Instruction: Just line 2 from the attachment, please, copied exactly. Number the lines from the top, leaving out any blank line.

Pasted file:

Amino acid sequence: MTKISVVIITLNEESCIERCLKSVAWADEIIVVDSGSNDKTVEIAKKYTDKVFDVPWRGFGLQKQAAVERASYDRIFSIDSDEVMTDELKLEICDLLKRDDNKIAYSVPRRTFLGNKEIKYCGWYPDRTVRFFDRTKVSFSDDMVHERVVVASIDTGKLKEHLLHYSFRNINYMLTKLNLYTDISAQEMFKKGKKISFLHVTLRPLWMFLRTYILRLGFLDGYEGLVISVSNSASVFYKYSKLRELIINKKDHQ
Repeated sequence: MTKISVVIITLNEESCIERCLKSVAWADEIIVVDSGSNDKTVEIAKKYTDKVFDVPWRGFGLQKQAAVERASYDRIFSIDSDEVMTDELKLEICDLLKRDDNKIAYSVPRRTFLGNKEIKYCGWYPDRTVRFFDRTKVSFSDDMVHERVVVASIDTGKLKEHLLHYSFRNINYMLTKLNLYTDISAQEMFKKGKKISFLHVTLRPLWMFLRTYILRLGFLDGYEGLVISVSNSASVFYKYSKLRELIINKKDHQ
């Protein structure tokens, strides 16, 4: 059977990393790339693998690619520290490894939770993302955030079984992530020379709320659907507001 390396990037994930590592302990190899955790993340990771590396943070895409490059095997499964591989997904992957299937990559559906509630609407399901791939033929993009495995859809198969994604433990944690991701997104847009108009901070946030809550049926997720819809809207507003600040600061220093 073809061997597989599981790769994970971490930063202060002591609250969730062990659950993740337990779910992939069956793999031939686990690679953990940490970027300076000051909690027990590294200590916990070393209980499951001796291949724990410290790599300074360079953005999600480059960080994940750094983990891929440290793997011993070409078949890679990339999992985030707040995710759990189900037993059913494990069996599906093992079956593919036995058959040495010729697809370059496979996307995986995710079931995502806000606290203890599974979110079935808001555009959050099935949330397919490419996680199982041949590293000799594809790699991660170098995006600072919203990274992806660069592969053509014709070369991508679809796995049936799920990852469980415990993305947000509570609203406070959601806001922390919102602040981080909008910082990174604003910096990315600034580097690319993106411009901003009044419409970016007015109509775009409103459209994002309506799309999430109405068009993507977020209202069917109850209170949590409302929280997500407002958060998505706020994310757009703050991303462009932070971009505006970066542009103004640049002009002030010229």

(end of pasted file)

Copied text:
Repeated sequence: MTKISVVIITLNEESCIERCLKSVAWADEIIVVDSGSNDKTVEIAKKYTDKVFDVPWRGFGLQKQAAVERASYDRIFSIDSDEVMTDELKLEICDLLKRDDNKIAYSVPRRTFLGNKEIKYCGWYPDRTVRFFDRTKVSFSDDMVHERVVVASIDTGKLKEHLLHYSFRNINYMLTKLNLYTDISAQEMFKKGKKISFLHVTLRPLWMFLRTYILRLGFLDGYEGLVISVSNSASVFYKYSKLRELIINKKDHQ